“When I was analyzing the rack I asked myself, ‘Can I prove that this animal meets the requirement for a typical?’ All of my answers have been, ‘Yes!’ Nowhere in the B&C measurer’s manual can I find anything to indicate this tine is an abnormal point.

“I’ve found that decisions on tines like this are frequently made based on visuals. The right G-3 is shorter than its match on the left side and it’s also slightly smaller in diameter. Visually, it certainly looks different, but looks don’t make it an abnormal point.  That’s why I still maintain my original view that none of the points are abnormal.”

Dan Mantz – Director, Slinger, Wis.: 

“I haven’t seen the deer in person, but I have heard some of the stories about it. As far as the way it should be scored goes — I’m not an official B&C scorer and I don’t have the credentials to give an opinion one way or the other — but it appears to me that it should be scored as a 12-point main frame typical. It’s a touchy situation and my opinion doesn’t mean a thing so I prefer to stay neutral in the debate.

“I respect Marlin Laidlaw because of his long experience with the club and I would go along with anything he says. Whatever Marlin says is the way it should be. I wouldn’t have a problem at all with seeing the WB&B Club panel score it, but I understand that no one wants to go against B&C.” 

Andy Stemagel, Treasurer – Appleton, Wis.:

“It is what it is. B&C made a judgement and a ruling and our club is abiding by it. That’s all I can say. I’m a state measurer I’m not in a position to give an opinion. Right now it’s a dead horse. If B&C decides to panel it some day, that’ll be fine, but right now the club is following B&C’s directive."

Skip Peterson – Director, Arena, Wis.:

“I know about the King buck and would rather not comment on it.”

Brian Ihlenfeldt, Secretary – Kewaunee, Wis.:

“I have no comment. The determination has been made.”
The following six directors did not respond or return our phone calls: John Crook of Spring Green, John Jubeck of Milwaukee, Tom Senft of East Troy, Ken Zimmerman of Spooner, Randy St. Ores of Hudson, and Craig Cousins of St. Luck.

20 thoughts on “Most WBBC Members Mum on King Buck

  1. Jeremiah

    After 3 years bowhunting and 4 yeas rifle hunting I was fortunate enought to have taken my very first deer (with a bow) ever this past fall. It was the single greatest day of my life. I managed to down a huge 13 point buck that according to my taxidermist scored 185, much more than I expected. I never had him weighed but estimate that he went between 250 and 300 pounds, closer to 300 pounds. At the urging of a few friends I decided to have it officially scored by Boone & Crocket. However, I was let down so to speak when he came back at 167 and 3/8. But it wasnt the score that disapointed me, it was the manner in which I was told. The B&C scorer came across as somewhat arogant. He almsot made it sound as if my buck was a good buck, but not that good and the term "management buck" was even thrown out there. I don’t dispute the score one bit, but I can tell you I will never have B&C score another animal for me again nor will I give them another dime. I don’t need Boone and Crocket to tell me how special my harvest is. If you ask me, I shot the biggest deer ever and thats really matters the most.

  2. carL

    Controversies like this, regardless of the outcome, highlight the negative aspects of scoring bucks and these scoring organizations, and the financial loss and gain that factor into the outcomes. Ignore the idealistic talk and the technical details, and follow the money.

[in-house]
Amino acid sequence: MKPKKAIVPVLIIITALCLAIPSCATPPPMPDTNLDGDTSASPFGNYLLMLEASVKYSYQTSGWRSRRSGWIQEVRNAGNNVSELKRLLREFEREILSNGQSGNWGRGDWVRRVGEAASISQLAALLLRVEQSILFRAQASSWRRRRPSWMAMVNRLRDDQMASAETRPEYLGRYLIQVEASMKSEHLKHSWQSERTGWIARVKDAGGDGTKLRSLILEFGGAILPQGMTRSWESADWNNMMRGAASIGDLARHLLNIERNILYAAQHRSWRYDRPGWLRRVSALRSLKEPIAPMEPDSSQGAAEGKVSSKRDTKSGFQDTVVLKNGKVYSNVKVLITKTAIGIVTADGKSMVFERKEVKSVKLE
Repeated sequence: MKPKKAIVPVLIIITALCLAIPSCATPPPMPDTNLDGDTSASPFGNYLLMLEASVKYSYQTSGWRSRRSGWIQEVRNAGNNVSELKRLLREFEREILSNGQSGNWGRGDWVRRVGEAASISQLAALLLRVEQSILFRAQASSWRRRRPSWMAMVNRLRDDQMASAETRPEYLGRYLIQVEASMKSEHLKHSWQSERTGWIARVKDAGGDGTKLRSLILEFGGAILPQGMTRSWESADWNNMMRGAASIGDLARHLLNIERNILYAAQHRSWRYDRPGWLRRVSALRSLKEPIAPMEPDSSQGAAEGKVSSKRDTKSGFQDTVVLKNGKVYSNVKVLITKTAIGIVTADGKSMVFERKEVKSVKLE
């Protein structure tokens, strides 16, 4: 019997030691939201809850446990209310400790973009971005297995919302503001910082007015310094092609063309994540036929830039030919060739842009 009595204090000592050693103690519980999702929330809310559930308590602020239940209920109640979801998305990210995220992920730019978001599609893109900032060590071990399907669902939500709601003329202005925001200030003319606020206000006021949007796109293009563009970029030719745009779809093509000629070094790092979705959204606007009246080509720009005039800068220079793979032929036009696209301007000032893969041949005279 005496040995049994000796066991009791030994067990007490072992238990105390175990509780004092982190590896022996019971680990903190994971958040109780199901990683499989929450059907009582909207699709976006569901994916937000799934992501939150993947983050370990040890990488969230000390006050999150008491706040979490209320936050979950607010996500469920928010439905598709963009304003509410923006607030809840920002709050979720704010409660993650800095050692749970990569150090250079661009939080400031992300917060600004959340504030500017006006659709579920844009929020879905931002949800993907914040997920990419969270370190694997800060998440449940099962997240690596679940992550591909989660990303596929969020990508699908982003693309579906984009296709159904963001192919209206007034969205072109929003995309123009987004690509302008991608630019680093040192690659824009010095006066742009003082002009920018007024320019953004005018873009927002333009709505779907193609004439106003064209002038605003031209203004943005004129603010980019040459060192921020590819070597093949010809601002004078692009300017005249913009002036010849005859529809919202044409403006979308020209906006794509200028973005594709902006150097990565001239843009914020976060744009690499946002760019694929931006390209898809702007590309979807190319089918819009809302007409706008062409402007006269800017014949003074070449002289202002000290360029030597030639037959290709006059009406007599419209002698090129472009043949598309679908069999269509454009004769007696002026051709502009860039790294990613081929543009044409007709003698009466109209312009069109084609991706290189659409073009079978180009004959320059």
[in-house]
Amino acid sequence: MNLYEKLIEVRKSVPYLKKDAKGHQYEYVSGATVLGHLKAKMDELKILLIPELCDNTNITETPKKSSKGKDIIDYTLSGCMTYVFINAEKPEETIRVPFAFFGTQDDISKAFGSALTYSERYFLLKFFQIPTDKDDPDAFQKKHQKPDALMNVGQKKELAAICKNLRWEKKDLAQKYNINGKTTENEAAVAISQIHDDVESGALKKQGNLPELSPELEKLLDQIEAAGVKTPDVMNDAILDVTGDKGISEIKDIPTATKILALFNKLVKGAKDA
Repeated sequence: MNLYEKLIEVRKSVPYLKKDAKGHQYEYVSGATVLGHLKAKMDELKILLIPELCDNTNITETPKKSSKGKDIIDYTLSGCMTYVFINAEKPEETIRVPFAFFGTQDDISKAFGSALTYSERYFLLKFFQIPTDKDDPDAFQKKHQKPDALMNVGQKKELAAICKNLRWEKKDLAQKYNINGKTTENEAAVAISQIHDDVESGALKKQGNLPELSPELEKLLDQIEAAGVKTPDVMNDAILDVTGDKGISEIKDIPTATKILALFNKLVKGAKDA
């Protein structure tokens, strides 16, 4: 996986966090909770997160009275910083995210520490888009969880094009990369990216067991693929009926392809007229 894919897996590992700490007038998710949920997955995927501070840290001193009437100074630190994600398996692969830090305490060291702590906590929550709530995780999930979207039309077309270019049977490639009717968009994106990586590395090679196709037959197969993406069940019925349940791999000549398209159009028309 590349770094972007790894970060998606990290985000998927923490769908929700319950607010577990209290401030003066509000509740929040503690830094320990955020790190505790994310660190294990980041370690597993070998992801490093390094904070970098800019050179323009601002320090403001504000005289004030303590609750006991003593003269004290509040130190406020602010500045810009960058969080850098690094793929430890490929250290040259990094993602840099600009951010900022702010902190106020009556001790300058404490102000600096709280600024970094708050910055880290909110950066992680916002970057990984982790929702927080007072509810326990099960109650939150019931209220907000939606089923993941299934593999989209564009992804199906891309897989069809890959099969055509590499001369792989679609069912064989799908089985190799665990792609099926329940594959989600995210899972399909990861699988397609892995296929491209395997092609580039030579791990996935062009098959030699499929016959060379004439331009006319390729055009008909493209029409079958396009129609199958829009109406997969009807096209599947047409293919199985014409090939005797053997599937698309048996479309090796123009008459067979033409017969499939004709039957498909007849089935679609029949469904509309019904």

3. Klaus Lebrecht

    I have stayed in the shadows through most of the months of controversy surrounding the Johnny King Buck and its score and have listened carefully to both sides of the issue. To be very frank, I am rather flabbergasted at what has turned into an opinion debate of what many different people think rather than a debate specificaly about the facts. By that I mean what does the B & C scoring manual specifically say regarding "out of sequence points"? What criteria does it use to instruct the measurers on how to identify those points accurately? Before I went further with my investigation, I purchased the third B & C edition scoring manual to read first hand its’ regulations and not have them lost in translation from any other source. I would highly recommend others to do the same to really get to the heart of the matter. Before I move ahead it needs to be clarified that the issue is not a common base call or is it the fact that the deer’s right main beam had been fractured by one of the bullets that hit it a few inches up from the base. It is specifically a question if the G3 on the right side is an "out of sequence" point? If so, it would then be determined to be a nontypical point. This having been said, it brings me back to the B & C scoring manual and I would like to add it is very clear and well written. First point of criteria to consider by a scoring offical, is often whitetails will grow an uneven amount of points , (examples 4×5 or a 5×6). If the points are not relatively evenly spaced from one another on the main beam and there isn’t a matching opposing tine on the other side, a tine then could be judged as an "out of sequence" point thus entering its point value as a deduction to the final score rather than adding in its point value. In the case of the Johny King Buck, the G3 in question has a mate on the opposing side in exactly the same location. Thus, under this ruling the criteria presented could not be applied to the King Buck. This being true, you then have a clean 6×6 main frame rather than a 5×6, also ruling out the claim of it being a "out of sequence" point. There has been much discussion about the fact that the G3 in question favors the inside edge of the main beam rather than the center. In other words, it does not grow dead center of the beam. If this criteria was applied to all whitetails scored, literally thousands of antlers would have issues regarding point placement on the main beam. For those that do not know me, I humbly say that I have been very blessed to have held in my hands hundreds of the world’s greatest whitetails for the purpose of molding them for reproductions. This makes me no expert or gives me any kind of scoring credentials, but it has allowed me over the years to have been privy to examining many state and world record heads personally. I can say confidently, that I have witnessed dozen of heads that have a more questionable appearance and point placement than the Johnny King Buck. The most recent is the Stephen Jansen #1 typical from Alberta. I totally agree with the score it was given, but if the same scrunity that is now being applied to the King Buck were applied to the Jansen Buck, you would have a different outcome in its score. I could list many such heads. In conclusion, I would like to say that I personally endorse and support the B & C scoring system as I do all other systems of scoring antlered trophies. All systems have strengths and weaknesses as none are perfect or cover every possible scenerio. You have to add in the (HUMAN FACTOR) and voila! you have the current debate. In the case of the Johnny King Buck, I clearly think that the B & C manual as written is ultimately the tool to be used to decide the fate of the King Buck. Anything else becomes a matter of opinion to which there are many. I really feel confident that the conclusion most would reach after considering the facts and rules presented in this manual, the King Buck would emerge as the new World Record Typical.